There’s an old saying: Just like riding a bike. Meaning, you never forget how.
But whoever coined the phrase wasn’t talking about two and a half hours on that bike, up in the Andes mountains, lungs heaving hot like fireplace bellows, muscles crying out in vain protest.
That, you might want to purge from all memory banks.
“I mean, it was HARD,’‘ Clara Hughes is saying, home from Medellin, Colombia, and her time trial and road race victories at the UCI Pan American Cycling Championships.
“I have never in my life felt that kind of . . . pain. Ever. The race was at 7,000 feet.
“I’d been racing and training in the United States at that altitude, but in the desert, in the dryness.
“In Colombia, it was this high-altitude jungle. My legs started cramping up because I wasn’t used to the humidity.
“A lot of it was mind over matter, but a lot of it was being intelligent with how I expended my energy once I did begin to cramp up.
“When I crossed that finish line, I don’t mind admitting, I was in so much pain. That’s the most effort I’ve used in a long, long time.’‘
Over a decade away from the sport competitively, Clara Hughes, Order of Canada recipient; her own star on the Walk of Fame; flag bearer for the Olympic Opening Ceremonies in her home country; a place of honour in the Canadian Sports Hall of Fame; one of only five people, either gender, to win medals at both the Summer and Winter Games; not to mention being one of the most genuine, upbeat people you’ll ever meet -is very much on track for London 2012 and her sixth Olympic experience.
Three races since coming back. Three victories.
At 38, she took the Pan Am time trial in Colombia over the weekend. Then, as an encore, bursting out to a 10-second gap off the initial technical descent, finished in 2:23.52, a full 1:18 ahead of second-place Evelyn Garcia Marroquin of El Salvador to persevere through the punishing 96 km mass-start road race.
“People just see my recent results and think it just suddenly, magically . . . happened,’‘ says Hughes. “I’ve been training really, really hard since November. I’ve got a great coach here in Montreal (Chris Rozdilsky). I can honestly say that in my past cycling life I never trained at this level.
“I was really good, I had talent and tenacity that got me a lot of great results. But I wasn’t the best-trained athlete just because I didn’t have the maturity to focus and to apply myself. And I’ve never had a coach like this before.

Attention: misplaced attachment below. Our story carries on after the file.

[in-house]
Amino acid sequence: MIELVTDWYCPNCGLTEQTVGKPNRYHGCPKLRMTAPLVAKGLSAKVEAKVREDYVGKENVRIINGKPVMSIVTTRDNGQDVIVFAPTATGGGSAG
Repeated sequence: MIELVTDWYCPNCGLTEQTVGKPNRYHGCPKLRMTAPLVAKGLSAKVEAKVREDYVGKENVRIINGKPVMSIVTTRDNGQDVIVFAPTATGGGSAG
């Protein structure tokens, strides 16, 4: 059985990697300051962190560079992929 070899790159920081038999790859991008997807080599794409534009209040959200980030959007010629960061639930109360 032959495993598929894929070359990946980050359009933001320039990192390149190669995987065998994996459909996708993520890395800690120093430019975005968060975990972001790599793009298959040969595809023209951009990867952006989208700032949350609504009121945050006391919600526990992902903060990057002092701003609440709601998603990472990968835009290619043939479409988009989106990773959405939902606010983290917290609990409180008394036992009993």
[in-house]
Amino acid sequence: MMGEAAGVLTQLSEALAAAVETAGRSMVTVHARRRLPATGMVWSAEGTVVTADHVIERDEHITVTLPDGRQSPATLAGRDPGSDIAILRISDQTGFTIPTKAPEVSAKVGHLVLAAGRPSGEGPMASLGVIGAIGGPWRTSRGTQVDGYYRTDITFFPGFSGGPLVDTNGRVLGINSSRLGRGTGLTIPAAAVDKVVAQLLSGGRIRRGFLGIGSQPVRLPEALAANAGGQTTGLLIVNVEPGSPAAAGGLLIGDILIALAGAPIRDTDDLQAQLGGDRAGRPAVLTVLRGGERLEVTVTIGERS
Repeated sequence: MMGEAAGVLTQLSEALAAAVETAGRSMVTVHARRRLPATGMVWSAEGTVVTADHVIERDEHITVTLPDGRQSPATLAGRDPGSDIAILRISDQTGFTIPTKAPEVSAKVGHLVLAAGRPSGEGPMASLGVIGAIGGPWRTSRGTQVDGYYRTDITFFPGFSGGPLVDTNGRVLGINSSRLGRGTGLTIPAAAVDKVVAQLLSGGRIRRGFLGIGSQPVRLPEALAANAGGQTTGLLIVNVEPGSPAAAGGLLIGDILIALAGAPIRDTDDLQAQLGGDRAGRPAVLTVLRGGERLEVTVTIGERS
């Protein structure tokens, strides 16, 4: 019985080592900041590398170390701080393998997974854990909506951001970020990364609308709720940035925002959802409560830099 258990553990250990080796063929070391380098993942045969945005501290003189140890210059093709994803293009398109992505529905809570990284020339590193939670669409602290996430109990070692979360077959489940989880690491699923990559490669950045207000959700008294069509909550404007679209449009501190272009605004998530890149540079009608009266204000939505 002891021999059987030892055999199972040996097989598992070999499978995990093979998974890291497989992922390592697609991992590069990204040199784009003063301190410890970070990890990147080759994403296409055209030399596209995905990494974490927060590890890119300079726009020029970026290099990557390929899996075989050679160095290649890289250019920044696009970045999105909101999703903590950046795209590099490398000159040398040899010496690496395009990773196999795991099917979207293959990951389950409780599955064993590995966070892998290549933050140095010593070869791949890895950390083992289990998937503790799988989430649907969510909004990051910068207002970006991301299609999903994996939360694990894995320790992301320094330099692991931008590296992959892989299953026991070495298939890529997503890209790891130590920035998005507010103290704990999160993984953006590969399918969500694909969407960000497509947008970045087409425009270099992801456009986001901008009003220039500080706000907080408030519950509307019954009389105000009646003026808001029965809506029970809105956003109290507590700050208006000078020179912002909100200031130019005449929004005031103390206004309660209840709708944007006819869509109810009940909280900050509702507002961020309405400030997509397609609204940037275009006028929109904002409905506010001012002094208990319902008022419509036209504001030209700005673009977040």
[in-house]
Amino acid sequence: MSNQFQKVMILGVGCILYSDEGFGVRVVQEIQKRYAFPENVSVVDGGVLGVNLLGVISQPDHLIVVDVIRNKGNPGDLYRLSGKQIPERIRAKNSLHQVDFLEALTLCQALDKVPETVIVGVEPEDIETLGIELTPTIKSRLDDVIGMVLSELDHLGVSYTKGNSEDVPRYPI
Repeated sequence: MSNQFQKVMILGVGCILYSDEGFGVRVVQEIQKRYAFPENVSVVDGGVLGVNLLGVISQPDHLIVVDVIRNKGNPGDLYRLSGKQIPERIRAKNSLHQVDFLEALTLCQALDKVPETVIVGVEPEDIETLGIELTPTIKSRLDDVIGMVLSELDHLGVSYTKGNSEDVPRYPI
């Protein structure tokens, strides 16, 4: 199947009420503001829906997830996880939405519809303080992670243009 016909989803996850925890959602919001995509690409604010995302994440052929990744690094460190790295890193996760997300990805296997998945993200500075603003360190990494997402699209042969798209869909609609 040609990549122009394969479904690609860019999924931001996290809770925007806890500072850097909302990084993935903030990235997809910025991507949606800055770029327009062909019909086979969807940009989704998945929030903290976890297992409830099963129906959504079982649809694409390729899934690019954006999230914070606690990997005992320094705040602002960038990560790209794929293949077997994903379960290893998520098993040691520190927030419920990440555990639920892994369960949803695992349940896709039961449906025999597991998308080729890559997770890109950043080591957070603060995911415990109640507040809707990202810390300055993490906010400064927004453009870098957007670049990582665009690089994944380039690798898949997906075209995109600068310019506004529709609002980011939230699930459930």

“Have I surprised myself? No. Because I expect myself to be the best at whatever I do. If someone’s going to beat me, they’re going to have to perform very, very well.’‘
The idea of a return to competitive cycling has been incubating during her decade-long involvement in speedskating, spurred, she admits, by a dissatisfaction feeling she failed to reach her potential on the bike.
So following the emotional cauldron of the Vancouver Games, Hughes made a conscious decision to completely step away, decompress, unwind. A five-week kayak trip with husband Peter up on Great Slave Lake proved just the tonic.
“I didn’t just go into something else from this incredible wave I was riding at the Olympics in Vancouver. I said it then, I’ll say it now: I had the race of my life there (a bronze, in the 5,000 metres). I skated so well technically. I received so much energy from the crowd, that gave me the wings for the day. It made everything easy, receiving that kind of fuel. It was a wonderful, wonderful moment. I did as well as I could. So I knew that was it for skating.
“A month and a half up north in the back country really removed me from away from sport, not just mentally but physically. I sat in a boat for five weeks. I’ve never not used my legs for that long.
“After we got back from the trip, I felt I’d cleared my head enough, took myself away enough, from anything and everything sport involved that I was ready to ask myself ‘Are you ready to dive back in and do what needs to be done?’
“And the answer was: ‘I can’t not try to do this.’ “
The next major litmus test for Hughes is the 2011 Road World Championships in September in Copenhagen.
Following that, London. And the opportunity of adding to the cycling bronzes she won in time trial and road race in Atlanta, a full decade and a half ago. Not to mention the chance, completely irrelevant to her, naturally, of breaking a tie with speedskating pal Cindy Klassen for most Games medals claimed by a Canadian, currently at six.
In case you’re wondering, no, she doesn’t sit up nights envisioning herself on yet another Olympic podium even if everyone else, understandably excited by the results from Colombia, can already see another lovely add-on chapter being written for a wonderful book.
“What I see in my mind is being at my best, I feel myself riding my bike with fluidity and efficiency. That’s what I prepare myself for.
“I want to race and feel the way I did after Vancouver, that I was utterly prepared, there was absolutely nothing more I could do. That’s always been my objective. That’ll never change.’‘
GEORGE JOHNSON IS THE HERALD’S SPORTS COLUMNIST. E-MAIL HIM AT GJOHNSON@CALGARYHERALD.COM
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